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This article was written by Fernanda Dahlstrom - Content Editor - Brisbane

Fernanda Dahlstrom has a Bachelor of Laws, a Bachelor of Arts and a Graduate Diploma in Legal Practice. She has also completed a Master’s in Writing and Literature. Fernanda practised law for eight years, working in criminal defence, child protection and domestic violence law in the Northern Territory and in family law in Queensland.

School Attendance Offences (NSW)


In New South Wales, school attendance is compulsory for kids aged between six and 17, or until the child has completed Year 10 (whichever occurs first). This has been the case since 2010. Prior to that, school attendance was compulsory in NSW only until the age of 15.

When New South Wales raised the NSW school leaving age, the Premier said it was a ‘ground-breaking shift’ in educational policy and that the change would enhance the employment capacity and earning potential of young people in the state. Other states and territories have also raised the school leaving age to 17 as evidence has mounted that a person’s level of education has profound effects on their prospects in life.

Does this mean you have to finish school?

Under section 21B of the Education Act 1990, when a young person is aged below 17 but has completed Year 10, they have several options in New South Wales. They can continue to Year 11, do an apprenticeship or traineeship or they can study at TAFE or in higher education. Alternately, they can stop studying to undertake paid work, provided they do a minimum of 25 hours of paid work per week.

Exemptions

The act provides for a number of exemptions to be made from compulsory school attendance. 

Apprenticeship or traineeship

If a young person has finished Year 9 but has not finished not Year 10 and wants to start an apprenticeship or traineeship, the school principal can grant them an exemption from school attendance. However, if the apprenticeship or traineeship is cancelled and the young person is still aged under 17, they must return to school.

The exemption is necessary or desirable 

The Education Minister may grant a young person an exemption from school attendance if he or she is satisfied that conditions exist that make it necessary or desirable that the young person be granted such an exemption. An exemption of this nature may be made subject to conditions and for a specified time frame.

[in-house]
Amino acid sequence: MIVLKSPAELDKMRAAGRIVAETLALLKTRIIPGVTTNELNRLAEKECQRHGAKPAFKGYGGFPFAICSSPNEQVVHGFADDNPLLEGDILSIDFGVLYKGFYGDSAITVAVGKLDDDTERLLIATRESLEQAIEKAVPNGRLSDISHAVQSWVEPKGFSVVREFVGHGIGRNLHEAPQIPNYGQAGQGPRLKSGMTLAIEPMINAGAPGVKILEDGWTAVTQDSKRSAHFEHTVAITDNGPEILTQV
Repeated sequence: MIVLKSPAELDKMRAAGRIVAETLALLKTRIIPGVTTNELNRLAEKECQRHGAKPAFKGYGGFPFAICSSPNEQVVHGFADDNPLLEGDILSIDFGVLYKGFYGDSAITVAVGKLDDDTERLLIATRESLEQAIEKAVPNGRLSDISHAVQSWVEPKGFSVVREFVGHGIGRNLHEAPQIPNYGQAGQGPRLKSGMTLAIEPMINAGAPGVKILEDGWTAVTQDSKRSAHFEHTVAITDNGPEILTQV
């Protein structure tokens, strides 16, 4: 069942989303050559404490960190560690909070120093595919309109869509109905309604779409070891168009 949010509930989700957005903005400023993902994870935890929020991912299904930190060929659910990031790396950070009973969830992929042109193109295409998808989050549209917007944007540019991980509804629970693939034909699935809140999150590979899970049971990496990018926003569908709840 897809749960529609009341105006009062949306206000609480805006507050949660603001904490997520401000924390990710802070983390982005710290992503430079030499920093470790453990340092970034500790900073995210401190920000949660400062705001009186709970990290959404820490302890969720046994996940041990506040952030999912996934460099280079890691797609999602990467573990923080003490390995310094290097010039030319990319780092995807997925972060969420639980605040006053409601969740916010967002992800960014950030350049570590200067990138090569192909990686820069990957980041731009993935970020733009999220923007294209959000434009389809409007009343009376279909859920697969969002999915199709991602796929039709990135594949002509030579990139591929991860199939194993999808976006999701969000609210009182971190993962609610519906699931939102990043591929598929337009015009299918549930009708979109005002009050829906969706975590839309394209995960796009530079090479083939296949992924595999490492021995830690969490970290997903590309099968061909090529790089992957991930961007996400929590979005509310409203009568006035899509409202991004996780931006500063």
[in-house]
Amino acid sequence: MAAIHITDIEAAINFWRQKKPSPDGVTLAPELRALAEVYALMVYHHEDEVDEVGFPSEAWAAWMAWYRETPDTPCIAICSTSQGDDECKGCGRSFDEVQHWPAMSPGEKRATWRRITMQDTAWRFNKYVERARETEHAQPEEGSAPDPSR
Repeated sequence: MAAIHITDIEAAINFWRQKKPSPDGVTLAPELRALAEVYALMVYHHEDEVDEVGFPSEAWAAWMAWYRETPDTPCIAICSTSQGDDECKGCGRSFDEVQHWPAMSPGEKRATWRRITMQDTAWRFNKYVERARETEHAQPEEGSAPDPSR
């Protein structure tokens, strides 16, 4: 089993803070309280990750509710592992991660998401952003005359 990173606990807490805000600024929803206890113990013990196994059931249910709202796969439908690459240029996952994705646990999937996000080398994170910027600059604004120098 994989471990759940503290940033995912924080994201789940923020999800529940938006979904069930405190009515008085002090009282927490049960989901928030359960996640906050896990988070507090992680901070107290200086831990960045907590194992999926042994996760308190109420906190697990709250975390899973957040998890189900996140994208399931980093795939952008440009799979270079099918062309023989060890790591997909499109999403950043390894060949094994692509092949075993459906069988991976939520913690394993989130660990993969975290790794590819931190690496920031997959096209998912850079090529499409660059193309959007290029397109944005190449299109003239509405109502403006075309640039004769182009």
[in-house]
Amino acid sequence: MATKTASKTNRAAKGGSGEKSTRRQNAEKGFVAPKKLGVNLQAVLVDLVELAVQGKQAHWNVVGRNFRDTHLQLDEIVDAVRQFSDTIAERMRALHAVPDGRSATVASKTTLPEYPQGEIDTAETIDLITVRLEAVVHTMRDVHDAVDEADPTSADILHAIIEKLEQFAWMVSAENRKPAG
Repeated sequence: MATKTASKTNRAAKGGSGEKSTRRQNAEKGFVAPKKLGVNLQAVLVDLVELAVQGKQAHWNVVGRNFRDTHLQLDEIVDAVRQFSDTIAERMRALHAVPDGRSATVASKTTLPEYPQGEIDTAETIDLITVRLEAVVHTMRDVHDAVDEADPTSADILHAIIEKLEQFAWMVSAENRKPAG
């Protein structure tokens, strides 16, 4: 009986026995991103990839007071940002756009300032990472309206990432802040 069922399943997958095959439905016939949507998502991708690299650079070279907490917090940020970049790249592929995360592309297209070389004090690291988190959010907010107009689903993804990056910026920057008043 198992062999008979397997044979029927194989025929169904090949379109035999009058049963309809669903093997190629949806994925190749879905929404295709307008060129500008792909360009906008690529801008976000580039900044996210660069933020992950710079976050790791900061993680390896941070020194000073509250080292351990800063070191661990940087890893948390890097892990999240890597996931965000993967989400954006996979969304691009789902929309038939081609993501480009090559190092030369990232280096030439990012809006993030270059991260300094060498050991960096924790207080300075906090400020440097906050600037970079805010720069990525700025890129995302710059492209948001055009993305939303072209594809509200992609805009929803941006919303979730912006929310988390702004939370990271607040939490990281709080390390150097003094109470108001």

Conscientious objection

The parent of a child who is enrolled in a public school may give written notice to the school that they conscientiously object on religious grounds to the child being taught a particular part of a subject. The Department may accept such a notice if it is satisfied that the objection is based on genuinely held religious beliefs.

Compulsory Schooling Orders

Under section 22D of the Education Act the Children’s Court may make a Compulsory Schooling Order for a child who is of compulsory school attendance age. This order may require the child’s parent/s to ensure the child receives schooling or it may require the child to have compulsory schooling. The latter occurs if the child is 12 or older and is living independently of parents or the parents are unable to ensure they receive schooling.

A Compulsory Schooling Order is made on the application of the Department of Education’s Director-General. Parents of the child and the child themself may respond to such an application.

School attendance offence

Under Section 23, the parent of a child who is of compulsory school age commits a criminal offence if they do not enrol the child in a school or register the child for homeschooling. This offence is punishable by a fine of 25 penalty units (for a first offence), 50 penalty units (for a second offence) and 100 penalty units (for an offence by a parent who is a party to a compulsory schooling order).

If you require legal advice or representation in an education matter or in any other legal matter, please contact Armstrong Legal. 

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